Hypothyroidism In Dogs

Cost of Treatment: $30-$60 a month throughout your dog’s life

What Is Hypothyroidism In Dogs?

Hypothyroidism is an endocrine disorder where the thyroid glands do not function properly. The thyroid glands are in charge of producing the hormones thyronine (T3) and thyroxine (T3) and calcitonin. The hormones T3 and T4 regulate the metabolism. Dogs with hypothyroidism have decreased levels of either T3 or T4, or both. Hypothyroidism is often suspected in dogs that have trouble with weight gain or obesity and suffer from hair loss and skin problems. The causes of canine hypothyroidism include congenital disease, iodine deficiency, cancer and medical treatment (iatrogenic).

It is common in medium to large-sized dogs of 4 to 10 years of age. The breeds with higher predisposition include Doberman pinschers, Irish Setters, Golden Retrievers, Great Danes, old English Sheepdogs, Dachshunds, Miniature Schnauzers, Boxers, Poodles, and Cocker Spaniels.

Symptoms of Hypothyroidism In Dogs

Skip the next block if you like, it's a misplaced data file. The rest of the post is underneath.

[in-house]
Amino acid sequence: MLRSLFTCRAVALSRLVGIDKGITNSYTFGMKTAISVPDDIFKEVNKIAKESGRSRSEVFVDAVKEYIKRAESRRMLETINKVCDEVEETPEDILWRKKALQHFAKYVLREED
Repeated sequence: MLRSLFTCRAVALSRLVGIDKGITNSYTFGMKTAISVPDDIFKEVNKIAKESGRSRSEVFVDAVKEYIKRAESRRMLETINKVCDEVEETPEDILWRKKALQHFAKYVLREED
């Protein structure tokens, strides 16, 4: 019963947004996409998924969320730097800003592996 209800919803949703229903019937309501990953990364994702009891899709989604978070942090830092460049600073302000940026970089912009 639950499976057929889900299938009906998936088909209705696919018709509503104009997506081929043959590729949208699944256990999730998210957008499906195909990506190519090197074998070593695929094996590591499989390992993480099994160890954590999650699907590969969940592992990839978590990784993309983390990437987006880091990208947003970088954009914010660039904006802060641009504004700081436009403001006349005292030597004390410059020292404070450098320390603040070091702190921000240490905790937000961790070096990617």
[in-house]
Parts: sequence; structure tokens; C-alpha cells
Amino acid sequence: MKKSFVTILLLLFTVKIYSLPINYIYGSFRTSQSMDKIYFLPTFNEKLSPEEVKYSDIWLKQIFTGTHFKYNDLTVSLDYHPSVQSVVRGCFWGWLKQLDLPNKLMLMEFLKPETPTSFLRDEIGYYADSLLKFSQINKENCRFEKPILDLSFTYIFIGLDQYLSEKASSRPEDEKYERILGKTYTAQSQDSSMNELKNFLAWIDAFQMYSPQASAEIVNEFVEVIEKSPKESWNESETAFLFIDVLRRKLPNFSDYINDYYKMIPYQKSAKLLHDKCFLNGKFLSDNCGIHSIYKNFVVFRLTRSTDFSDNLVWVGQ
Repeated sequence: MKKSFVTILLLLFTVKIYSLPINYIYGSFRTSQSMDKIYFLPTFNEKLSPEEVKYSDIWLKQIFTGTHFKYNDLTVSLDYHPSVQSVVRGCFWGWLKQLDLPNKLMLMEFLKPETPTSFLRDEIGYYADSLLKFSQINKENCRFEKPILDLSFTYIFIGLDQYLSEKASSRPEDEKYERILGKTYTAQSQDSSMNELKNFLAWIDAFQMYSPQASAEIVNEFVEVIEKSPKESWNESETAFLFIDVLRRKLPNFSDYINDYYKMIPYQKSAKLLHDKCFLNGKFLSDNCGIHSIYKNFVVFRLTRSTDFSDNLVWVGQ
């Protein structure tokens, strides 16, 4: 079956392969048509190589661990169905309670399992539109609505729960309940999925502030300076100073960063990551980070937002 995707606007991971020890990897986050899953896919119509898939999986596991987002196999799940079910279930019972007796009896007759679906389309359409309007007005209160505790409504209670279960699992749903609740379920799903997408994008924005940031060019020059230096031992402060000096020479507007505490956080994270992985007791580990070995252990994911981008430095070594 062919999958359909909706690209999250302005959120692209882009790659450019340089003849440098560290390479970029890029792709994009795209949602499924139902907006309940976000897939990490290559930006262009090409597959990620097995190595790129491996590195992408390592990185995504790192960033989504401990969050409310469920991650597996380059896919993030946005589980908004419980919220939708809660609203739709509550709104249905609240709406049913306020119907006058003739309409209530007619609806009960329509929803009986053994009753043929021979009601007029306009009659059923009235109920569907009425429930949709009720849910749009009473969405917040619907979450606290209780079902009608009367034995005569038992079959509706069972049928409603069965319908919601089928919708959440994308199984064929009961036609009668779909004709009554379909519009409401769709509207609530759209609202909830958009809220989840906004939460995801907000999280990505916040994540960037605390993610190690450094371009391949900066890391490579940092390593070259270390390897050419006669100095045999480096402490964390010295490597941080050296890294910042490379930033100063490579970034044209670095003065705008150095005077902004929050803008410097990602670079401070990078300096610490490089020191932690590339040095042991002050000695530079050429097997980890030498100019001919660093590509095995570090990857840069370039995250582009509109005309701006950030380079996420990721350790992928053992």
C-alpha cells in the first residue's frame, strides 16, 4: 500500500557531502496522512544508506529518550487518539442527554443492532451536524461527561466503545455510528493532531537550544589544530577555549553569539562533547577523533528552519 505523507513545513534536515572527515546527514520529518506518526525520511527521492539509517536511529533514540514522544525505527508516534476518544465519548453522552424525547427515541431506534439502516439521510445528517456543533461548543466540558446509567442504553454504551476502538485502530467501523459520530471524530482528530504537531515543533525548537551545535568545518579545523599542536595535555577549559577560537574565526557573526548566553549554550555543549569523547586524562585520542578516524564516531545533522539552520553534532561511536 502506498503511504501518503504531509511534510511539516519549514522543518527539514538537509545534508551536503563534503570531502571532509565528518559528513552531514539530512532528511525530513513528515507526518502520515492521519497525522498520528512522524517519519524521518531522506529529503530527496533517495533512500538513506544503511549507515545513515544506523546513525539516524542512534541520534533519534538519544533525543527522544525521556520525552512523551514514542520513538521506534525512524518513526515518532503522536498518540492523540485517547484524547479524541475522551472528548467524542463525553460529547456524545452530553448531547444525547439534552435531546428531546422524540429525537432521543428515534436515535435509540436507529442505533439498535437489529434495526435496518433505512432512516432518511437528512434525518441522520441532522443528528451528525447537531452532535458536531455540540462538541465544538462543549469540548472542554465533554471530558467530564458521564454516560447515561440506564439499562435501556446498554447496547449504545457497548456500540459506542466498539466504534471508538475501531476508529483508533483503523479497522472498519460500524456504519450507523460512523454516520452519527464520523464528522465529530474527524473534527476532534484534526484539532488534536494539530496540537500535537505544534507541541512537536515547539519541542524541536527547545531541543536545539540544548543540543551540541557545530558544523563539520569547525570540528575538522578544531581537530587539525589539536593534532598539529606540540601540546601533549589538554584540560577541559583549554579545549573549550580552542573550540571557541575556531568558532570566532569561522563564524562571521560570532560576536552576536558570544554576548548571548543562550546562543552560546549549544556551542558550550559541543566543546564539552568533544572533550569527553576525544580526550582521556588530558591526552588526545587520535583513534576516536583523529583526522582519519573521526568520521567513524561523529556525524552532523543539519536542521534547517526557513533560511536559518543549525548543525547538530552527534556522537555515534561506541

• Lethargy
  • Generalized weakness
  • Dry hair coat
  • Excessive scaling
  • Recurring skin infections
  • Intolerance to cold
  • Exercise intolerance
  • Mental dullness
  • Unexplained weight gain
  • Hair loss (alopecia)
  • Excessive hair shedding
  • Poor hair growth

Treatment for Hypothyroidism In Dogs

Hypothyroidism requires life-long treatment with hormones and dietary restrictions at home. The deficient hormones are given in synthetic form. Most clinical symptoms will resolve after a few months. Your veterinarian can adjust the dosage of hormones based on your dog’s progress.

Resources for Hypothyroidism In Dogs

  1. Merck Pet Health Manual-Thyroid Disorders

Return to the Dog Health Problems glossary.

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